Complexity in Medical & Clinical Education
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Big Data Needs a Big Theory to Go with It: Scientific American

Big Data Needs a Big Theory to Go with It: Scientific American | Complexity in Medical & Clinical Education | Scoop.it
Just as the industrial age produced the laws of thermodynamics, we need universal laws of complexity to solve our seemingly intractable problems
Jim Price's insight:

Big data are the by-productof our myriad interconnections - and complexity & network theories do help us with frameworks with which to deal with the data generated, but what might superficially be perceived as 'chaos'. Big data and complex systems demand new ways of researching things.

 

What we need are some agreed 'terms of engagement' with research, and to assert independence from, albeit with acknowledged synergy with, the more traditional paradigms of research, traditional 'ways of doing' AND assessment. We need new and complementary ways to conduct research and assessment in this new, data-sated, complex educational ecosystem.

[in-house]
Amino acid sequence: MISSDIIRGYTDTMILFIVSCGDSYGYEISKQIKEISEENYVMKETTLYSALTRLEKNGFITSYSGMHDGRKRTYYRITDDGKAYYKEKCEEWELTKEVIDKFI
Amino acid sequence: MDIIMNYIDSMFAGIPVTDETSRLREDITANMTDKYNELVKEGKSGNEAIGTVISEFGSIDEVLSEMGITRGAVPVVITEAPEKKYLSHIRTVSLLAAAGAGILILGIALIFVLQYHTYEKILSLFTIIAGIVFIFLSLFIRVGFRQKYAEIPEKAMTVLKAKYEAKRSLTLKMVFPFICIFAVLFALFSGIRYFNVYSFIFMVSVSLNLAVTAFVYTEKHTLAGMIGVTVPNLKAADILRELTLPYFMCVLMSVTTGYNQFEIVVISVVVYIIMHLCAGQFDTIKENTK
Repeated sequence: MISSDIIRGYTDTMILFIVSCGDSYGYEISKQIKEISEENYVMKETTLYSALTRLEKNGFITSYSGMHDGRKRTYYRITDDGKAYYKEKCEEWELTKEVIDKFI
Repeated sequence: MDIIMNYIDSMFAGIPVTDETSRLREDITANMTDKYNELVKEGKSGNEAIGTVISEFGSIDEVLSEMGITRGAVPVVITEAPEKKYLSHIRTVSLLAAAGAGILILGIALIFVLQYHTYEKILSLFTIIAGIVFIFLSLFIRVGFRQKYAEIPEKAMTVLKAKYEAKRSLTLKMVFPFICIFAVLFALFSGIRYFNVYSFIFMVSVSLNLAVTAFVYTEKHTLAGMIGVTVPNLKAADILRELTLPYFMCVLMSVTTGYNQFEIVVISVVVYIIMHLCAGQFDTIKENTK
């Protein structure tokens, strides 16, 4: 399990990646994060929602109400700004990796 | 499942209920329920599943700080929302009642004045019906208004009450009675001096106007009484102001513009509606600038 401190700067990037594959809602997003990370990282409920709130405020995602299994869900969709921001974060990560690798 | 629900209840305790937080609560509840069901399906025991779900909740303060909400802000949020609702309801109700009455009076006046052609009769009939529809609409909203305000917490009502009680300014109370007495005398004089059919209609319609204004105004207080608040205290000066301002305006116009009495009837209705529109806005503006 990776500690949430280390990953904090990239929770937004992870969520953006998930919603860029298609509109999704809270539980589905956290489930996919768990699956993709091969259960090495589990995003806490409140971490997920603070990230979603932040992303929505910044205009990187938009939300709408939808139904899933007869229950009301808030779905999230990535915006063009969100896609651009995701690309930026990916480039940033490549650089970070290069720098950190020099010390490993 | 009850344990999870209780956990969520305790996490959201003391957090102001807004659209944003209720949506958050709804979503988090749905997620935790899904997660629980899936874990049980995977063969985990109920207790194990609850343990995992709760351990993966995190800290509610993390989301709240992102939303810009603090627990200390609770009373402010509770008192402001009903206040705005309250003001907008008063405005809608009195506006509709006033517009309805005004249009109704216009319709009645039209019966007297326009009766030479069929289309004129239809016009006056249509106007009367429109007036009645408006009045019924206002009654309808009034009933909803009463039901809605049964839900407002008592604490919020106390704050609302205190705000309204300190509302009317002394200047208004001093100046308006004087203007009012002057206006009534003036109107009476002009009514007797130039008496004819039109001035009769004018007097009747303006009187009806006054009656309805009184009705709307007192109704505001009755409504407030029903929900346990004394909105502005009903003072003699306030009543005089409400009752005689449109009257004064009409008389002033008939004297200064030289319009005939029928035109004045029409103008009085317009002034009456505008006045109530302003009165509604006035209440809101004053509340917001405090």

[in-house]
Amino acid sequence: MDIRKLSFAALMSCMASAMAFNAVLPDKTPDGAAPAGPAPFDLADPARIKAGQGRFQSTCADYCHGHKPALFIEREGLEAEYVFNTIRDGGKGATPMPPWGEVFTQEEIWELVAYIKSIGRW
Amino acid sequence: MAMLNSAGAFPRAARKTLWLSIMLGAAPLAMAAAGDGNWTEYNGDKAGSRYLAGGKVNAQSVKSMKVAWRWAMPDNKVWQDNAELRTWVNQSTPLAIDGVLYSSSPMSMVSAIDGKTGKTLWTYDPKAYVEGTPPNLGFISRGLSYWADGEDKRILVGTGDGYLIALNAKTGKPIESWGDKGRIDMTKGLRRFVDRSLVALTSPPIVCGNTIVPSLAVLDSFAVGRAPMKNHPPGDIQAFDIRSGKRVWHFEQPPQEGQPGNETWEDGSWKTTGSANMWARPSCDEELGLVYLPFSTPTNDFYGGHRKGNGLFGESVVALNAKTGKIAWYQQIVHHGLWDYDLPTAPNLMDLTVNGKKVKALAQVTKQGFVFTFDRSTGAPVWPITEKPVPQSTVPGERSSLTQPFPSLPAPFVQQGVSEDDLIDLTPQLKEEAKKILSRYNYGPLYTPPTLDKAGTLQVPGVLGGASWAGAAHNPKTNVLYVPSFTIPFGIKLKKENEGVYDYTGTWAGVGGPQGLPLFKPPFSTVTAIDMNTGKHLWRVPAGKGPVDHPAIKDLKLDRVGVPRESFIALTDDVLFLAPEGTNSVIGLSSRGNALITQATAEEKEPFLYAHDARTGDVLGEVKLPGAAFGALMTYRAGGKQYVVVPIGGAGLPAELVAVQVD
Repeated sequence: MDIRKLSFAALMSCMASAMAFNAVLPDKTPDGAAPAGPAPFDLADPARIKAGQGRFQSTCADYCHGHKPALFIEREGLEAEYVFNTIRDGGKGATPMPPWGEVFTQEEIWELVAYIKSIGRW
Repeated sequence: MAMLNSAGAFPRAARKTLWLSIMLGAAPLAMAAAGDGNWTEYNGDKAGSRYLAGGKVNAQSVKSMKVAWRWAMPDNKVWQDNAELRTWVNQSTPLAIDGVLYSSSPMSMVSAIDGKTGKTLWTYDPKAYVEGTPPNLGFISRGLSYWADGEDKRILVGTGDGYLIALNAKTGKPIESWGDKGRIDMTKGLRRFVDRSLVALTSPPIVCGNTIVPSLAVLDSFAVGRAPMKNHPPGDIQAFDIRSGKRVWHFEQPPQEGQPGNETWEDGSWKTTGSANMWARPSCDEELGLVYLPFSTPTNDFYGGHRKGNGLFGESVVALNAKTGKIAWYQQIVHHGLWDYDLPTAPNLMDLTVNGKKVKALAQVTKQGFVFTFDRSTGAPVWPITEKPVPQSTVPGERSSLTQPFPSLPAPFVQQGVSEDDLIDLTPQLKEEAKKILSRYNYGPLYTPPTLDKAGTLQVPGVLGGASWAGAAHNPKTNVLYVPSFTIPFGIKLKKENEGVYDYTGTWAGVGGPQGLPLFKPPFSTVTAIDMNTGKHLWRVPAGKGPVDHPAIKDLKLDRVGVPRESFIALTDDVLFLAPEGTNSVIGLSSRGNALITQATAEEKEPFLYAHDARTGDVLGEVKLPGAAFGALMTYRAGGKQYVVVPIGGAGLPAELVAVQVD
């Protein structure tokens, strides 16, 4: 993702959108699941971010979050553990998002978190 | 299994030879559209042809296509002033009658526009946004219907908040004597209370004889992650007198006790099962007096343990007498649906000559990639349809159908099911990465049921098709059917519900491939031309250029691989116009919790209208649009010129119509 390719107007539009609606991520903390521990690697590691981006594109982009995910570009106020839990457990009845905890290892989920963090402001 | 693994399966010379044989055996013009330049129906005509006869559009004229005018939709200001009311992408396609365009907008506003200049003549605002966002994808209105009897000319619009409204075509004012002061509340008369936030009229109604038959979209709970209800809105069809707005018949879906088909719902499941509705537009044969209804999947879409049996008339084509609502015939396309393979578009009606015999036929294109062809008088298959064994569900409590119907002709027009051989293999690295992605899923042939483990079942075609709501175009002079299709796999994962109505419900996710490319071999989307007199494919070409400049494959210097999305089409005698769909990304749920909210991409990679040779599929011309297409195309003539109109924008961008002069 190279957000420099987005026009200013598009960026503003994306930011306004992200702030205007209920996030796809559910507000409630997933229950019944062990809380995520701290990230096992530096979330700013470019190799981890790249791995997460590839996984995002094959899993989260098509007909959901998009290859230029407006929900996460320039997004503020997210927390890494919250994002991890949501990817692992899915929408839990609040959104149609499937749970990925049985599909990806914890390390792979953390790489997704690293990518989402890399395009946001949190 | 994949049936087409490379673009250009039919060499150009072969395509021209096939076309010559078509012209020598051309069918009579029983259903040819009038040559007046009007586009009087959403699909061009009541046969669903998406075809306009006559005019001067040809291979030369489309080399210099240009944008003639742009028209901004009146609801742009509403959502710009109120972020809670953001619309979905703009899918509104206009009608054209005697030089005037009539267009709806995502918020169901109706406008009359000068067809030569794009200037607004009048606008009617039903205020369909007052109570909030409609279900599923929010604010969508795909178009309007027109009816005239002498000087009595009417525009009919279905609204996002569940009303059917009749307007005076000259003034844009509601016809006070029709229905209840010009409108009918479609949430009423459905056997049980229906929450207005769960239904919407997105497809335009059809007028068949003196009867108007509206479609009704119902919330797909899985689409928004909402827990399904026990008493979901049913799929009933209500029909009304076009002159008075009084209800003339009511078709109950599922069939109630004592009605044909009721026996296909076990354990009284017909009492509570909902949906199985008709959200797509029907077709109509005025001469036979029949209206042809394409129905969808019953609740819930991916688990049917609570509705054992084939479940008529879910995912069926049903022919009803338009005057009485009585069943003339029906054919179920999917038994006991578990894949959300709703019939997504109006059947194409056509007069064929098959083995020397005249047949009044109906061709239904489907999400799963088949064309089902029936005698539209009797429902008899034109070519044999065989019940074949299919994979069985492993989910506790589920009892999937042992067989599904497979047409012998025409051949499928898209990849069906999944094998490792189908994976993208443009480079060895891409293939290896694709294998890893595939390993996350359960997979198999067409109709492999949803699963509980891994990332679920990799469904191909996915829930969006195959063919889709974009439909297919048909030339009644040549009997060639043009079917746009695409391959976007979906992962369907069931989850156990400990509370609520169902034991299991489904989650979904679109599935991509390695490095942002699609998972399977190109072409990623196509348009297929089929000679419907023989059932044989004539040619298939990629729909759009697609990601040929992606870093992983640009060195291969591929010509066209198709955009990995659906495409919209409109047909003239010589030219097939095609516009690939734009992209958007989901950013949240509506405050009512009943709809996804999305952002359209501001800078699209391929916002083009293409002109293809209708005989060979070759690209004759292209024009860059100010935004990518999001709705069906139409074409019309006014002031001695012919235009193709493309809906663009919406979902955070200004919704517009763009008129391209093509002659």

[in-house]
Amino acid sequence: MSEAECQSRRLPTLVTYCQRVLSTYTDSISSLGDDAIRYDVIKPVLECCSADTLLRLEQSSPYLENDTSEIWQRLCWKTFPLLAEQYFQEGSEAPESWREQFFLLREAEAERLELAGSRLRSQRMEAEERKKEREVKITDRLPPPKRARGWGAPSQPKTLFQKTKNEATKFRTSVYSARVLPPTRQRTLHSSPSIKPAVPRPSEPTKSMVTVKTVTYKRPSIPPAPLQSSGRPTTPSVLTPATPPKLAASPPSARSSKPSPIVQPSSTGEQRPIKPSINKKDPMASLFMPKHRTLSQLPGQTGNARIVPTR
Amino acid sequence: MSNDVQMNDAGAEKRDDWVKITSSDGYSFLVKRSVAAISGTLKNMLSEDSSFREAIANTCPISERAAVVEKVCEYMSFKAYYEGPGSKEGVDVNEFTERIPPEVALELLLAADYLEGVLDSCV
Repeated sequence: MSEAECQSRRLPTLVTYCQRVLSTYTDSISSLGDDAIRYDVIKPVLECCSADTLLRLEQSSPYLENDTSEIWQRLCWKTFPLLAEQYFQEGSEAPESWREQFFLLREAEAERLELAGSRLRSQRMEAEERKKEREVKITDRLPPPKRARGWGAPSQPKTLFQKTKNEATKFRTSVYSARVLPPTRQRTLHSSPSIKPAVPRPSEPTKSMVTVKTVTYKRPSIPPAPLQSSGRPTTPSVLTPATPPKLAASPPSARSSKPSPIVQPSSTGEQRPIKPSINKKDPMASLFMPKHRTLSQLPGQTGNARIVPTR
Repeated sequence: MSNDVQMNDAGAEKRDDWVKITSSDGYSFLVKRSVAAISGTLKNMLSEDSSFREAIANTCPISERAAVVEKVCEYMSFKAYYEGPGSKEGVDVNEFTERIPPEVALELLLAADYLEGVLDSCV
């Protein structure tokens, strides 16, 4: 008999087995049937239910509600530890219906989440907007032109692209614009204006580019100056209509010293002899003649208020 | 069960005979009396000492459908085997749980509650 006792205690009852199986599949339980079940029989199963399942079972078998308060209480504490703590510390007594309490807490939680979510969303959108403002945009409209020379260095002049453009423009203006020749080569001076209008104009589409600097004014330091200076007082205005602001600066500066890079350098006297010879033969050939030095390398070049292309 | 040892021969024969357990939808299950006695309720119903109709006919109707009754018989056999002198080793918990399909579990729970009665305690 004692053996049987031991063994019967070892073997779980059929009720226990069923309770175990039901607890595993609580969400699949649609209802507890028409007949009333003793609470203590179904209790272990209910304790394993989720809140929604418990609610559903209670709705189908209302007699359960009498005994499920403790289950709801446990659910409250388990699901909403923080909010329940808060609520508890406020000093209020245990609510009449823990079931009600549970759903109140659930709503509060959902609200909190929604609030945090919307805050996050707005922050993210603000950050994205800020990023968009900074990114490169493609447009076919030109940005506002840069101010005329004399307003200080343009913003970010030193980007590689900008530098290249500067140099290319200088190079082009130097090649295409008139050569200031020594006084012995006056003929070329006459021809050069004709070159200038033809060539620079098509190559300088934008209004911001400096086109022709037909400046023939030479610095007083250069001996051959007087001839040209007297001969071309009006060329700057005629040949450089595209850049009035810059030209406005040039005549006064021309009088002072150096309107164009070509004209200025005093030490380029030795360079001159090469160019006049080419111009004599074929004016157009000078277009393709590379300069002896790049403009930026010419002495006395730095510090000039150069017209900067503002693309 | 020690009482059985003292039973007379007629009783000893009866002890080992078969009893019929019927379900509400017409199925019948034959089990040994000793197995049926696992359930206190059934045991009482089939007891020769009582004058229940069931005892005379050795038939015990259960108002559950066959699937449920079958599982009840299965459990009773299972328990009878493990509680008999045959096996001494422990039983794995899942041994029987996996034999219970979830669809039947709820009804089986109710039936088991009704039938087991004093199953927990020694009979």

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Complexity in Medical & Clinical Education
A space for the connectivity of ideas, people and action relating to complexity and medical/health education, both in theory and more importantly, in practice.
Curated by Jim Price
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When Was the Last Time You Asked, “Why Are We Doing It This Way?”

When Was the Last Time You Asked, “Why Are We Doing It This Way?” | Complexity in Medical & Clinical Education | Scoop.it
Successful leaders stay curious.
Jim Price's insight:
Curiosity: probably important in most medical practice, and certainly important in medical education.
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Why some of us don't have one true calling

Why some of us don't have one true calling | Complexity in Medical & Clinical Education | Scoop.it
What do you want to be when you grow up? Well, if you're not sure you want to do just one thing for the rest of your life, you're not alone.
Jim Price's insight:
I'm still not sure what I want to be when I grow up...
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Latticework of Mental Models: Theory of Constraints - 4 pages | Safal Niveshak